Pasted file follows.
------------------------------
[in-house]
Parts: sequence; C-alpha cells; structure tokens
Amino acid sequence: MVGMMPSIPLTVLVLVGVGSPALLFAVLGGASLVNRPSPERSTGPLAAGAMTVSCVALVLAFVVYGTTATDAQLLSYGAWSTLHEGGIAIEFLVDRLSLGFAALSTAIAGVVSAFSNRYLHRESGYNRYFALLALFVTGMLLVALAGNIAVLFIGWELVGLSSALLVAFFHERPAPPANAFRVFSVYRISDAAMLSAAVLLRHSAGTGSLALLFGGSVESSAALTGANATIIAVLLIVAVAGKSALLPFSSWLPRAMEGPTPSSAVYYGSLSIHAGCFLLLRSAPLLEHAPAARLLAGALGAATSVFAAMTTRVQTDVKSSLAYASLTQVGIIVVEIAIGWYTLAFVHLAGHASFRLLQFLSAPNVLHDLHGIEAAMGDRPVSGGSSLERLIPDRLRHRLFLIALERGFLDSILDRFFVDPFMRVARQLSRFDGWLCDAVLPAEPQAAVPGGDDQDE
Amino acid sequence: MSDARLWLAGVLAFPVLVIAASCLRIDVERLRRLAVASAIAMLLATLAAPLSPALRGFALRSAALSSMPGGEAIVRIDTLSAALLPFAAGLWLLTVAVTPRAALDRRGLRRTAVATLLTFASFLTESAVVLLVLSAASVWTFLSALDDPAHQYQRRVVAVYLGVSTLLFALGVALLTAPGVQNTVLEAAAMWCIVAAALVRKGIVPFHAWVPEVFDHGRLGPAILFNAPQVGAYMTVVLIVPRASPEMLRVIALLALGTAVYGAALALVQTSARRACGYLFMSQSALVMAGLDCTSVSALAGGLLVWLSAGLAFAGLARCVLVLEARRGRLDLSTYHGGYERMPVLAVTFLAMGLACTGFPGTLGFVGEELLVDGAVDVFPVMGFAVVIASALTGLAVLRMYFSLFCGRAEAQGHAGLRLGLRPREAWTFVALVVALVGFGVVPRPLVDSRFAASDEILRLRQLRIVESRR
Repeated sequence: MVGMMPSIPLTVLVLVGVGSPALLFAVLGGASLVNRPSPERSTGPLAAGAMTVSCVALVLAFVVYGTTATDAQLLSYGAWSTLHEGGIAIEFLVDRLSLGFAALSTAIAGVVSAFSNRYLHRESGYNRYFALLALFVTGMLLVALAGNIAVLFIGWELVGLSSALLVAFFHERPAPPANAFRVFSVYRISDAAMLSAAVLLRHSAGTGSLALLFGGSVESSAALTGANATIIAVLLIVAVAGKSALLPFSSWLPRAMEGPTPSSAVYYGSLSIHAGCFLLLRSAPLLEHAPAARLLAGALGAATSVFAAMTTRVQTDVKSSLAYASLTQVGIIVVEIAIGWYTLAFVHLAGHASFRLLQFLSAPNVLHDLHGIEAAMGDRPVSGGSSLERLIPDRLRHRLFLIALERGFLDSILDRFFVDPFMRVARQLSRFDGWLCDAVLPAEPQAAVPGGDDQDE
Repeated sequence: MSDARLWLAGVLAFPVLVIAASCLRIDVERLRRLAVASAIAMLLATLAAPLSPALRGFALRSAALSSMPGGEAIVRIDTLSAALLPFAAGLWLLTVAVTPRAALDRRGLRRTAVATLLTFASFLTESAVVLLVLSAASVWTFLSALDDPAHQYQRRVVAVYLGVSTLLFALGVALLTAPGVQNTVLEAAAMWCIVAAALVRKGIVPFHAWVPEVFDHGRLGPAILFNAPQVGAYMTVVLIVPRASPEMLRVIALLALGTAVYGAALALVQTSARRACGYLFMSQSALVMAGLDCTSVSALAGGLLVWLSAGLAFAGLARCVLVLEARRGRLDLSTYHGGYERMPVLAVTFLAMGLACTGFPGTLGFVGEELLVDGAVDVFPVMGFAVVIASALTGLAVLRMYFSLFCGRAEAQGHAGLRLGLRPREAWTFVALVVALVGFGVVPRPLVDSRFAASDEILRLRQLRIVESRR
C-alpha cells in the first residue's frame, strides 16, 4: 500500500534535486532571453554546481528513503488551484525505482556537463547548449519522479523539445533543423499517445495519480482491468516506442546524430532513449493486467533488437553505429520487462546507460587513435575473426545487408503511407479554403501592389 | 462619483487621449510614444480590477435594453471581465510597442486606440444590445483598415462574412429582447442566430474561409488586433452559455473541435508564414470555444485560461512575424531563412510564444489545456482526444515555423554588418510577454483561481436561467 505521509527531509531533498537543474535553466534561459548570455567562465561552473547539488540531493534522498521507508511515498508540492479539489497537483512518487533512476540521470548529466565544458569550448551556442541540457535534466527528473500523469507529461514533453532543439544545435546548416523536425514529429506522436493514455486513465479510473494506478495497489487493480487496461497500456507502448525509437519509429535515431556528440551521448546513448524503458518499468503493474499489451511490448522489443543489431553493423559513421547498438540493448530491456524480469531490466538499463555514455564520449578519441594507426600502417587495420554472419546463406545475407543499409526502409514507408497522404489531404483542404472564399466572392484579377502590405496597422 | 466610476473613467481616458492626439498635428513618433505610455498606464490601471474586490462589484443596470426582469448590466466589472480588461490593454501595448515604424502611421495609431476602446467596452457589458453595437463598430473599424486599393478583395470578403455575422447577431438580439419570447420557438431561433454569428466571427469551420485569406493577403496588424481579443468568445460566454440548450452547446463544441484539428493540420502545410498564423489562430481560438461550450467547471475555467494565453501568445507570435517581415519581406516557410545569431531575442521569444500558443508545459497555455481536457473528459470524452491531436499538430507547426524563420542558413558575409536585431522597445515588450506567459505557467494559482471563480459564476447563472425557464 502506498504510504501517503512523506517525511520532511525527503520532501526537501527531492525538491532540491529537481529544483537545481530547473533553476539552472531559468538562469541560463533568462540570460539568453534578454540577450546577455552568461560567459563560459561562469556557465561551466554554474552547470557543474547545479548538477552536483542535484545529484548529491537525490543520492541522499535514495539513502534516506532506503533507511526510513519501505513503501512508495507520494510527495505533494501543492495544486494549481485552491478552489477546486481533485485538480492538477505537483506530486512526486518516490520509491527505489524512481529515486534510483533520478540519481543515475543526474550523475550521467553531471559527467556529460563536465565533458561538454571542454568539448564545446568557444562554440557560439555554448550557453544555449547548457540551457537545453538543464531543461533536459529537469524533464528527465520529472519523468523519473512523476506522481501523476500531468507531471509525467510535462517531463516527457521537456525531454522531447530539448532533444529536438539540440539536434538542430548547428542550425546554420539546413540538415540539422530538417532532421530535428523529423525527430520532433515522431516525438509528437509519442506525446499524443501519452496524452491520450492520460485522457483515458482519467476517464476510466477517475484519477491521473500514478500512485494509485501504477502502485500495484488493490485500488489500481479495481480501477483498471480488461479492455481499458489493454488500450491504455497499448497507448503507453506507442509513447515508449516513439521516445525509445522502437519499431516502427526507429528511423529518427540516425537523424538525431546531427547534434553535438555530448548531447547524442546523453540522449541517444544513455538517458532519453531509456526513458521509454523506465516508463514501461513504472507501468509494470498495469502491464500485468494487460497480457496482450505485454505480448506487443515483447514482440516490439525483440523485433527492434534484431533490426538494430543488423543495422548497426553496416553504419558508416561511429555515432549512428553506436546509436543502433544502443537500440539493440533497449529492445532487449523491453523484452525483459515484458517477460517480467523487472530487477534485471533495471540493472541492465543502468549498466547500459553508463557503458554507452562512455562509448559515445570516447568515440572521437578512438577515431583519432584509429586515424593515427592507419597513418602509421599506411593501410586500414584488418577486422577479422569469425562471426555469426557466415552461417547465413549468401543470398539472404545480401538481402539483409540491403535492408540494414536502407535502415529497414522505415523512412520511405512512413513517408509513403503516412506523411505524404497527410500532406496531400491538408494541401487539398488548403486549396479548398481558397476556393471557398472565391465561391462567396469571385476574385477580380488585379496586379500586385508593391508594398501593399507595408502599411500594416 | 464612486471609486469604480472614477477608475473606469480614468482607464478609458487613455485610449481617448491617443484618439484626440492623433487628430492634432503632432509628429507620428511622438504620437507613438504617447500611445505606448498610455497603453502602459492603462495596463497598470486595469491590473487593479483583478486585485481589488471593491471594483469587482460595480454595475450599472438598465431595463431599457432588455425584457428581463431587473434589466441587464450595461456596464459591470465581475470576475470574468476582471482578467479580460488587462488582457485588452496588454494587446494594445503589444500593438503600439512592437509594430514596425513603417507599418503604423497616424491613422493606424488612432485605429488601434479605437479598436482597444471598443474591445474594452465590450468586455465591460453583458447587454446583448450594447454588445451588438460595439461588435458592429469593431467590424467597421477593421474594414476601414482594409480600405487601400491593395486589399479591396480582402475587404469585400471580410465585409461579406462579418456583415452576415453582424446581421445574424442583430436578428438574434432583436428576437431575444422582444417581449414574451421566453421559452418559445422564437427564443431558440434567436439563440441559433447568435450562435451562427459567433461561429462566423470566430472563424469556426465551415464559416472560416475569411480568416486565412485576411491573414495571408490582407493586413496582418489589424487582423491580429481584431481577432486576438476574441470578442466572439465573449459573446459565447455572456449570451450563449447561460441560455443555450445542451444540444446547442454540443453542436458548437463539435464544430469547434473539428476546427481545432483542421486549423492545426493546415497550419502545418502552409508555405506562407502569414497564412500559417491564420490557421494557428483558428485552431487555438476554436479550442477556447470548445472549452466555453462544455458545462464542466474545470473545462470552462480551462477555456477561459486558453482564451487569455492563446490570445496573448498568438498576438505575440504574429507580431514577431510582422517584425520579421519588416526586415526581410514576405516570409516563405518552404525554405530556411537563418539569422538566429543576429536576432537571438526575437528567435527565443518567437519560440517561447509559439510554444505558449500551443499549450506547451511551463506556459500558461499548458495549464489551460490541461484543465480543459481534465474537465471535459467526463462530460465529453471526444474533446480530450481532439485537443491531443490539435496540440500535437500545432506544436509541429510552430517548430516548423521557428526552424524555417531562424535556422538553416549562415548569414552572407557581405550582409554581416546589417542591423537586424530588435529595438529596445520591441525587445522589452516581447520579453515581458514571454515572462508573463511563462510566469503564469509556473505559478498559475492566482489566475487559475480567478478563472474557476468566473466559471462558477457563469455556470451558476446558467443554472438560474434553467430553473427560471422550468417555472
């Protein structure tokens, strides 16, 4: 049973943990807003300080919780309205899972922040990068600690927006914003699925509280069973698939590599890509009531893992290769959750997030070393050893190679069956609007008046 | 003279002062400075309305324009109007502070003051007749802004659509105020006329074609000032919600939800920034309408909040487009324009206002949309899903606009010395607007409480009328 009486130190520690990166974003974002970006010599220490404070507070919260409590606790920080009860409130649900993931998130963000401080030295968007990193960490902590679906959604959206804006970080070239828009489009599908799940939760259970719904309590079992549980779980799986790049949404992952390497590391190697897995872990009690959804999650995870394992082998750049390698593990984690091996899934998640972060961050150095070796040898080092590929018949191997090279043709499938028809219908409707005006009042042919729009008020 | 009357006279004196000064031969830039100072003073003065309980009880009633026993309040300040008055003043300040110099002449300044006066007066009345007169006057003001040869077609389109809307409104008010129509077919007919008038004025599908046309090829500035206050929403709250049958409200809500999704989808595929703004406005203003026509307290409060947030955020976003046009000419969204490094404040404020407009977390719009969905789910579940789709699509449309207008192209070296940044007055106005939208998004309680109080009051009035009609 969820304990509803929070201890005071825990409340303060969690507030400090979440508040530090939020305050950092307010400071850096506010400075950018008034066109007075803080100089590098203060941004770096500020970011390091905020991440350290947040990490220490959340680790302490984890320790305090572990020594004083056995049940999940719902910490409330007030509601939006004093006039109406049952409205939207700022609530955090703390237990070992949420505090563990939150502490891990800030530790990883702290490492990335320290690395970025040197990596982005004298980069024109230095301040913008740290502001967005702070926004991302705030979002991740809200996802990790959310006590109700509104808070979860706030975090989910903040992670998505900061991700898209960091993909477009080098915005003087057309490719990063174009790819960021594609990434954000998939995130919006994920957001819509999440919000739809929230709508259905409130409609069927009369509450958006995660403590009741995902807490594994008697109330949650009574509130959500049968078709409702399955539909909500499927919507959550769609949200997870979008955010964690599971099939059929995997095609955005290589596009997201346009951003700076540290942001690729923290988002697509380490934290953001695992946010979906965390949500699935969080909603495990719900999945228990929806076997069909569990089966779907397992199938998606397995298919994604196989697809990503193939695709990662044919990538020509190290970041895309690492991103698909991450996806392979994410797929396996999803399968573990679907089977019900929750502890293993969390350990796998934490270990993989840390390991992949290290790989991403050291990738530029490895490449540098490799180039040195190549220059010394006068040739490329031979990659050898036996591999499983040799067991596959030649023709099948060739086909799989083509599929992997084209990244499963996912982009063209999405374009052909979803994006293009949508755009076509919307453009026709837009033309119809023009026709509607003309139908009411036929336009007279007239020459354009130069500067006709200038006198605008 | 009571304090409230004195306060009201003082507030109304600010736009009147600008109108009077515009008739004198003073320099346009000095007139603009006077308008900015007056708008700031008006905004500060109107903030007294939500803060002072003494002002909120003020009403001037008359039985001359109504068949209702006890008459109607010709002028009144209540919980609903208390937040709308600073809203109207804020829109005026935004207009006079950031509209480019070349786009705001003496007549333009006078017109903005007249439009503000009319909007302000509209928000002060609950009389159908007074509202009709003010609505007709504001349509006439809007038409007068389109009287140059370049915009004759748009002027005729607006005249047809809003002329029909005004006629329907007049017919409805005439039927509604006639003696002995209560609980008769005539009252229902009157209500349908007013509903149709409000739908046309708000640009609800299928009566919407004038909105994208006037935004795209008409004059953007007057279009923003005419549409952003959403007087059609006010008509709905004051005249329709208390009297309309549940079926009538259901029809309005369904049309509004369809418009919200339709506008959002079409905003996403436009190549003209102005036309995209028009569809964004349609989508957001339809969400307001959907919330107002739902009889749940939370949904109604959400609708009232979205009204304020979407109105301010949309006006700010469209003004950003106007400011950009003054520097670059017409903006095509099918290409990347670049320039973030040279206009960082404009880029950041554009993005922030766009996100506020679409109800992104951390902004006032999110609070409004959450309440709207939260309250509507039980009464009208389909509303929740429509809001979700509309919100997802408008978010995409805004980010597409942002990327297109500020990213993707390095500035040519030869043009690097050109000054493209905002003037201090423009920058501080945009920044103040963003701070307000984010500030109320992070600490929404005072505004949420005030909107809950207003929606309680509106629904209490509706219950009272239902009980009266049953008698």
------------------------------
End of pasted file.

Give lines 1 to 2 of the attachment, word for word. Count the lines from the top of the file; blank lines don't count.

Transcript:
[in-house]
Parts: sequence; C-alpha cells; structure tokens